How to Poach an Egg

Preparation info

  • Difficulty

    Easy

Appears in

Craig Claiborne’s Kitchen Primer

Craig Claiborne’s Kitchen Primer

By Craig Claiborne

Published 1969

  • About

Fill an aluminum, stainless-steel, or enamel-coated skillet almost to the brim with water. Add 1 teaspoon or so of white vinegar to the water and bring to a boil. Now add the eggs one at a time. The most sure-fire way of doing this is to break each egg into a small saucer, then gently slide the egg off the saucer and into the boiling water. With a little practice, however, it is more efficient to break the egg directly into the water. To do this, crack the eggshell gently, then, using the fingers of both hands, break the shell, holding the egg quite close to the simmering water.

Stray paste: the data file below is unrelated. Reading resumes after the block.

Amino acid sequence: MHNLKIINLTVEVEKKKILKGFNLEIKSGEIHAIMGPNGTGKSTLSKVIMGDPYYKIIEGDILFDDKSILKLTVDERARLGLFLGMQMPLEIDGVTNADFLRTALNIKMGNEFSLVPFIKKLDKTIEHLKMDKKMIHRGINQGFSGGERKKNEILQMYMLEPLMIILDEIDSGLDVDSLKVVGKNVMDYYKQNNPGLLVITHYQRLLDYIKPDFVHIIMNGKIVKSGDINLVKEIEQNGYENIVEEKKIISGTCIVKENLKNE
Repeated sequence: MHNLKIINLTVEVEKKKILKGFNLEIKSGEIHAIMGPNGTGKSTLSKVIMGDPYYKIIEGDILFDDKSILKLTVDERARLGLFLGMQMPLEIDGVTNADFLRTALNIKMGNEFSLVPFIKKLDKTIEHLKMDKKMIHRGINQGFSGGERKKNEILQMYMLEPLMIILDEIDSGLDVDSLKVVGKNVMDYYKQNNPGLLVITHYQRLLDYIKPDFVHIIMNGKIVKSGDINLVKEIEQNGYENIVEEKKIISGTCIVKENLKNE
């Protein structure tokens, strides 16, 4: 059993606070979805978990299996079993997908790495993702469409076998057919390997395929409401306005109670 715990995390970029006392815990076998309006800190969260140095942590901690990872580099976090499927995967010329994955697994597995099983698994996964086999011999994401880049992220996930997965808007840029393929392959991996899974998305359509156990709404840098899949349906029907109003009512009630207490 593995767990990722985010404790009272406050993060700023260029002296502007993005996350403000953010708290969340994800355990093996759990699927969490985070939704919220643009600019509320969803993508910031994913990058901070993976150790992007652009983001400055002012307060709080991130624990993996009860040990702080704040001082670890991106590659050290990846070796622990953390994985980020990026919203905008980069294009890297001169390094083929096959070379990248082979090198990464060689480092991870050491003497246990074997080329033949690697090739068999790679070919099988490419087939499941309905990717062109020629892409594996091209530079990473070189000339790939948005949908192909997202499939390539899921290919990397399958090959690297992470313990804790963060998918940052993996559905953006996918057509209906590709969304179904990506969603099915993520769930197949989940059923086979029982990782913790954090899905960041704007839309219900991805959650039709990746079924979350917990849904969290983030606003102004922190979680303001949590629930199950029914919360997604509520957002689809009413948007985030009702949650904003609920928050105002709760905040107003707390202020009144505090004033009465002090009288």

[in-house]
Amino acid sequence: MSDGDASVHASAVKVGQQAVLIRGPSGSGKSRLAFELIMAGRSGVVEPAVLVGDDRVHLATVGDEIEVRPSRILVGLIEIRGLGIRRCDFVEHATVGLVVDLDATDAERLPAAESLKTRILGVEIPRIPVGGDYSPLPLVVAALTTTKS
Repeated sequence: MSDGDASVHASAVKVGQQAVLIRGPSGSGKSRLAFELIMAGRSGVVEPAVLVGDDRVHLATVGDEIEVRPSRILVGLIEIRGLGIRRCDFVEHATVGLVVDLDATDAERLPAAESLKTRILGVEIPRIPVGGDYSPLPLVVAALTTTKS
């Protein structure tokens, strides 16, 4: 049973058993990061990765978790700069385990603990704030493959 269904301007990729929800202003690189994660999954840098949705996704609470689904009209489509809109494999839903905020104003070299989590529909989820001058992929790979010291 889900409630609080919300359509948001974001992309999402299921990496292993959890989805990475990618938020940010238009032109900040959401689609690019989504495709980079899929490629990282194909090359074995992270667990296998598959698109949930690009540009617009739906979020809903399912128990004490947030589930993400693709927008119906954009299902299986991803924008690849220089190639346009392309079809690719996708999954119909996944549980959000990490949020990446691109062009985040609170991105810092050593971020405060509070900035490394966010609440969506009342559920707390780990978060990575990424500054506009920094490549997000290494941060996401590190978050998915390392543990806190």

Simmer the eggs gently until the white is solidly white and no longer transparent; the yolk must remain runny. It takes approximately 2½ to 3 minutes to poach an egg. The time depends on the size of the eggs and the temperature of the eggs when added to the water.

When the eggs are cooked, use a slotted spoon or a slotted pancake turner to remove them. Drain on absorbent paper toweling.

Method

  1. The vinegar helps “set” the whites as they cook.

  2. Do not use a black iron skillet to poach eggs because it may impart a metallic taste and rusty look to the eggs.

  3. The eggs are best served immediately. In unusual circumstances, however, the eggs may be reheated briefly in simmering salted water after they are cooked.